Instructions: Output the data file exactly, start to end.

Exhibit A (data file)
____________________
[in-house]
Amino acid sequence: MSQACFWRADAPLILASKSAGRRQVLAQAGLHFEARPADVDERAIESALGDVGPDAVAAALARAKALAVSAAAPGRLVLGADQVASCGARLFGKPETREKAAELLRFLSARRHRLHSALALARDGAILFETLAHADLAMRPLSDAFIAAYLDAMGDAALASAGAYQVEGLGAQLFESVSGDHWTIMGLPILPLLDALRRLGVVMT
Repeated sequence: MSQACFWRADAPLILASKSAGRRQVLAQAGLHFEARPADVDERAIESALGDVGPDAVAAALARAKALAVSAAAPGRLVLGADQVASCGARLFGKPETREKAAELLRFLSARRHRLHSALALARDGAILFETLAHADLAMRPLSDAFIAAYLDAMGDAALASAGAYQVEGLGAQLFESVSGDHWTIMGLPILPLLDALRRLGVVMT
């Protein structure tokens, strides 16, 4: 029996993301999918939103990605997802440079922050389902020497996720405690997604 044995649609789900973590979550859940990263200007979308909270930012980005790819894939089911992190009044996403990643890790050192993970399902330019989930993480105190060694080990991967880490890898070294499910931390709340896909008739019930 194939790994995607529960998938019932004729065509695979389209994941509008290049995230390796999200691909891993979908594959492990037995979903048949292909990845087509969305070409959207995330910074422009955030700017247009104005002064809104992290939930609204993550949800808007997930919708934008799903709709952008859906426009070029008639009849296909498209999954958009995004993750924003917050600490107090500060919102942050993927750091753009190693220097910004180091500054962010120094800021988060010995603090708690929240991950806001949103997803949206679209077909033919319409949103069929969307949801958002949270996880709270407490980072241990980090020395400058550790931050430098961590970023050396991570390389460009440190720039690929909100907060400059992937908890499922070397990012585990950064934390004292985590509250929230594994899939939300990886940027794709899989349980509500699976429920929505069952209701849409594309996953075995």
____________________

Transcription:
[in-house]
Amino acid sequence: MSQACFWRADAPLILASKSAGRRQVLAQAGLHFEARPADVDERAIESALGDVGPDAVAAALARAKALAVSAAAPGRLVLGADQVASCGARLFGKPETREKAAELLRFLSARRHRLHSALALARDGAILFETLAHADLAMRPLSDAFIAAYLDAMGDAALASAGAYQVEGLGAQLFESVSGDHWTIMGLPILPLLDALRRLGVVMT
Repeated sequence: MSQACFWRADAPLILASKSAGRRQVLAQAGLHFEARPADVDERAIESALGDVGPDAVAAALARAKALAVSAAAPGRLVLGADQVASCGARLFGKPETREKAAELLRFLSARRHRLHSALALARDGAILFETLAHADLAMRPLSDAFIAAYLDAMGDAALASAGAYQVEGLGAQLFESVSGDHWTIMGLPILPLLDALRRLGVVMT
């Protein structure tokens, strides 16, 4: 029996993301999918939103990605997802440079922050389902020497996720405690997604 044995649609789900973590979550859940990263200007979308909270930012980005790819894939089911992190009044996403990643890790050192993970399902330019989930993480105190060694080990991967880490890898070294499910931390709340896909008739019930 194939790994995607529960998938019932004729065509695979389209994941509008290049995230390796999200691909891993979908594959492990037995979903048949292909990845087509969305070409959207995330910074422009955030700017247009104005002064809104992290939930609204993550949800808007997930919708934008799903709709952008859906426009070029008639009849296909498209999954958009995004993750924003917050600490107090500060919102942050993927750091753009190693220097910004180091500054962010120094800021988060010995603090708690929240991950806001949103997803949206679209077909033919319409949103069929969307949801958002949270996880709270407490980072241990980090020395400058550790931050430098961590970023050396991570390389460009440190720039690929909100907060400059992937908890499922070397990012585990950064934390004292985590509250929230594994899939939300990886940027794709899989349980509500699976429920929505069952209701849409594309996953075995």